The request also includes $8.4 million for credit administrative costs. In accordance with the Federal Credit Reform Act of 1990, this funds the total cost of development, implementation, and financial management of the DCA program, as well as the continued administration of the Agency's legacy credit portfolios which amount to more than $22 billion.

USAID Operating Expenses (OE)

The FY 2007 request ($678.8 million) for USAID OE covers administrative costs of managing approximately $8 billion in program funds. The funding will support management priorities to rebuild human capacity, enhance security and physical infrastructure, and improve information technology systems.

The USAID OE request will help rebuild its human capacity by hiring U.S. direct-hire staff to address critical staffing deficiencies in the technical areas and establish a reconstruction and stabilization reserve. The additional staff will strengthen depleted technical ranks in the areas of health; economic growth and trade; education; and crisis, stabilization and governance, and enhance capacity to support large stabilization and reconstruction programs following conflict and disaster.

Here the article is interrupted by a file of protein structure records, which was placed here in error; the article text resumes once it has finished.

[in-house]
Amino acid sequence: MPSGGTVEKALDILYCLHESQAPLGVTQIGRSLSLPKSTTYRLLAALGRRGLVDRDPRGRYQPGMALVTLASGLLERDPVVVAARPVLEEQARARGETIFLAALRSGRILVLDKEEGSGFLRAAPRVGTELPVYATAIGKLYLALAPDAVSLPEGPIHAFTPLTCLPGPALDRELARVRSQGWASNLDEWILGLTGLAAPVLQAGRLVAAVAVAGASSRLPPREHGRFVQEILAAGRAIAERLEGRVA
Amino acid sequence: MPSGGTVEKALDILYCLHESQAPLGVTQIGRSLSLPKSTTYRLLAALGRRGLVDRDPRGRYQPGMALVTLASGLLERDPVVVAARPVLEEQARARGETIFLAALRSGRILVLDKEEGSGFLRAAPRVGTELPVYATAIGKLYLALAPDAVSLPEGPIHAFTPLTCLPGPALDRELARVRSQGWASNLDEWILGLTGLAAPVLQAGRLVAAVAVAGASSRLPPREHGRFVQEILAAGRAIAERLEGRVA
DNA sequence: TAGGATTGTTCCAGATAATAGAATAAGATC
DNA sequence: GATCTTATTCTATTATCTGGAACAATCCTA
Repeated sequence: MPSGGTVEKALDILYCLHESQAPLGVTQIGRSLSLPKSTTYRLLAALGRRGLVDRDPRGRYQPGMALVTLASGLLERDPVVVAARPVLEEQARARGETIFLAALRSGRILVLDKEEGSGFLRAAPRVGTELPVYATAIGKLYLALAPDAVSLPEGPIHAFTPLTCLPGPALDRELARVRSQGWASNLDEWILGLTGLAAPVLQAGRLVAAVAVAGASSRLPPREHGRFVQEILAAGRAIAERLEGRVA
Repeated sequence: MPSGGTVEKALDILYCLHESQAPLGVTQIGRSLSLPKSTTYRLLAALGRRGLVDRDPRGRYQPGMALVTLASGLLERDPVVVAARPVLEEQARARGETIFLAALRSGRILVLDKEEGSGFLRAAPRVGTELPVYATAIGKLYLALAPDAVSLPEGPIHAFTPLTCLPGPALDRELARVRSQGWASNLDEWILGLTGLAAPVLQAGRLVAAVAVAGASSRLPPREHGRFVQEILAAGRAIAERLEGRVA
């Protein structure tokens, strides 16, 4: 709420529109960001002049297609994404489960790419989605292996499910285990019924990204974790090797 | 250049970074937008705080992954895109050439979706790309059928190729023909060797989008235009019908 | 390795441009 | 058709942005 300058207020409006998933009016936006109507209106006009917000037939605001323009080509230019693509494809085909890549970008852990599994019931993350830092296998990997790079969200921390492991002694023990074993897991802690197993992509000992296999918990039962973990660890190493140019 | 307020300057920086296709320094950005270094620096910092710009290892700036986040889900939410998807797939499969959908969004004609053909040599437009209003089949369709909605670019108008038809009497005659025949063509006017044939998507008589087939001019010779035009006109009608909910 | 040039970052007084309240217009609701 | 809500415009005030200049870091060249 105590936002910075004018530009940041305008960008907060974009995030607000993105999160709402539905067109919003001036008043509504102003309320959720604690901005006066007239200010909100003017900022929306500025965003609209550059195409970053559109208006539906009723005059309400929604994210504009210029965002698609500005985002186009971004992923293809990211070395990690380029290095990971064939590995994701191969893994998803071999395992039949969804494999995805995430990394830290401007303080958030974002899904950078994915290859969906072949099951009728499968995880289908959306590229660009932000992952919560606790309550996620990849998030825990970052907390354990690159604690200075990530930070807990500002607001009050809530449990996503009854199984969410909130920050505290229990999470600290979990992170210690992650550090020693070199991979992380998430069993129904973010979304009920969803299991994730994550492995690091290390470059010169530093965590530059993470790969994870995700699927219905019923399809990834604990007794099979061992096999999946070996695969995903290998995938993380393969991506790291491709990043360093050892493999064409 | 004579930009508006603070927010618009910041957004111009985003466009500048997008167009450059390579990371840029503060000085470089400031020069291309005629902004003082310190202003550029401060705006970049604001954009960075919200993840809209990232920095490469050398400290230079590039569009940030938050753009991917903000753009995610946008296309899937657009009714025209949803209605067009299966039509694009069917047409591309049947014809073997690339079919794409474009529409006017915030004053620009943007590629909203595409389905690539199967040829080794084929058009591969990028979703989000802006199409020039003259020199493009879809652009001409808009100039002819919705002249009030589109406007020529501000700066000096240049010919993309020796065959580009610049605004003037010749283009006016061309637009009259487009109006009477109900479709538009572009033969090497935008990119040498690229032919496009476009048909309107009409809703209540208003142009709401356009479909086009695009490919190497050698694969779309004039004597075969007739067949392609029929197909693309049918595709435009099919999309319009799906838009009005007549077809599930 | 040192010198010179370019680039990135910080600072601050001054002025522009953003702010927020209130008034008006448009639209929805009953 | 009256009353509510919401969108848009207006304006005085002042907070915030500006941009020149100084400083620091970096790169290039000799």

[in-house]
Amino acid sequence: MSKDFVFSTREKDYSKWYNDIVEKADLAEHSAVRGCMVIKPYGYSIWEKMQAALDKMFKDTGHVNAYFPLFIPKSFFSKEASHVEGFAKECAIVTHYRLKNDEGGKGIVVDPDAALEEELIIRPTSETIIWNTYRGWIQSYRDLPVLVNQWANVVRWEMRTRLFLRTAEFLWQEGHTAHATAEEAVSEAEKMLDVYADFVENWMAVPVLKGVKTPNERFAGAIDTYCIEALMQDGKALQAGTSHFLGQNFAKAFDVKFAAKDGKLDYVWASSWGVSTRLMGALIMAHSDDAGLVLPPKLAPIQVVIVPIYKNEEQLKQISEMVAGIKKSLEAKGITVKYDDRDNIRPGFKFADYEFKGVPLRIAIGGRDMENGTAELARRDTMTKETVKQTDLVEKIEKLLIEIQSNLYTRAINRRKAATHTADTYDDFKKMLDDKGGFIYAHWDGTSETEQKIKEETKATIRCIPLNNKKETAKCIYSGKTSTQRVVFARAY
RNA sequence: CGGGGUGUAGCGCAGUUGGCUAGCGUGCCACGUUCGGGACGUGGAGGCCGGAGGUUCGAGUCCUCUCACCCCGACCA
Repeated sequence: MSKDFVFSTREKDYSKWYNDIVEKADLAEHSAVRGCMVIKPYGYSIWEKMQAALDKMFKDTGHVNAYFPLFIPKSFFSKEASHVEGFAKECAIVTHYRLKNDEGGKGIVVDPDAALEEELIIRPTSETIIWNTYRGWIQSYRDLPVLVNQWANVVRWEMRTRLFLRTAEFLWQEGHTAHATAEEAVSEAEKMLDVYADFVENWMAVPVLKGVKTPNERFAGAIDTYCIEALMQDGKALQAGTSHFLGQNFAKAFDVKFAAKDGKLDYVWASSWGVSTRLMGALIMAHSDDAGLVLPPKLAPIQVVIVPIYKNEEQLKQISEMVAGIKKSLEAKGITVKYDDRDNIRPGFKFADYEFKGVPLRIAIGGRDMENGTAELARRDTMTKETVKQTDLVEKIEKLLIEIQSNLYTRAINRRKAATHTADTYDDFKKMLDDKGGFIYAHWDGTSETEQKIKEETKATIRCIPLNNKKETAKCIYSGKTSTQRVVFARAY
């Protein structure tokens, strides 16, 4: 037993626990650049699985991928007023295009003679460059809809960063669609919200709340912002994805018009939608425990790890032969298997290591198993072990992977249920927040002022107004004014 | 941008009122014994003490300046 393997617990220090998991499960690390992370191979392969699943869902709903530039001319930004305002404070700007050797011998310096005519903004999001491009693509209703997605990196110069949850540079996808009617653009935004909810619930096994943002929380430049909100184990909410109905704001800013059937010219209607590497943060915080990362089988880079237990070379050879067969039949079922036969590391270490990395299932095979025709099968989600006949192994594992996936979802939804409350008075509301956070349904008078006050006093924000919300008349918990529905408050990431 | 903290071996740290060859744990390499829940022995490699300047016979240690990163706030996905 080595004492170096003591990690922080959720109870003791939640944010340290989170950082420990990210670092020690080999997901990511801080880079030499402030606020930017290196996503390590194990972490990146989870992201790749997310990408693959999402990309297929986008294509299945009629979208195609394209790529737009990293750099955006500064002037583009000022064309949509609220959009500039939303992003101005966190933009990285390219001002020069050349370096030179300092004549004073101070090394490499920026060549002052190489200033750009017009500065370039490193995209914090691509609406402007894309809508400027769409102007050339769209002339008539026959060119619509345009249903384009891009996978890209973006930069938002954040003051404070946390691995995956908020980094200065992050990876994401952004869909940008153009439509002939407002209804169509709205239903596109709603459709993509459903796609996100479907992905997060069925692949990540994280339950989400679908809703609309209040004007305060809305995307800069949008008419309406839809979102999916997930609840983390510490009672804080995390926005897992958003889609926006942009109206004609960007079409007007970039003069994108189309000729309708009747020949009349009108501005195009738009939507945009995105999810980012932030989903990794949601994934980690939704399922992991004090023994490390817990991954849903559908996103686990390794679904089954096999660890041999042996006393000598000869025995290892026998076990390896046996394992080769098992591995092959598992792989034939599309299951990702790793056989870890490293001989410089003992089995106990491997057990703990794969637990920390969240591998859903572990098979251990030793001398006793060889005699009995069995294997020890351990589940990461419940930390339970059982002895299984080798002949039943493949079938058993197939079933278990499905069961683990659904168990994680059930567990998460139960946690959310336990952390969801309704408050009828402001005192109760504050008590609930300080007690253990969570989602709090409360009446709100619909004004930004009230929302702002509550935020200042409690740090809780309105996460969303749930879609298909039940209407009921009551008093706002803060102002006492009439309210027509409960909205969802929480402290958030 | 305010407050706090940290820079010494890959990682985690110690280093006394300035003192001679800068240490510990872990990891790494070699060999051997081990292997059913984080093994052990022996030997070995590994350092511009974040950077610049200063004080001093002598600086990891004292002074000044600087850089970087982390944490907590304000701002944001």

Funds requested will enhance security worldwide for USAID operations and physical infrastructure to better protect Agency employees and facilities against global terrorism and national security information against espionage.

These funds will also support information technology (IT) systems, infrastructure and architecture critical to the operational needs of USAID staff.

USAID Capital Investment Fund

The FY 2007 Capital Investment Fund request ($131.8 million) uses no-year authority to provide USAID with greater flexibility to manage investments in technology and facility construction.

The request provides $102.5 million for overseas facility construction. This will fund the third year of the Capital Security Cost Sharing Program to support the construction of USAID facilities on new Embassy compounds and the relocation of USAID/Guatemala to a secure interim office building. These funds will support USAID's ability to locate staff in secure work environments.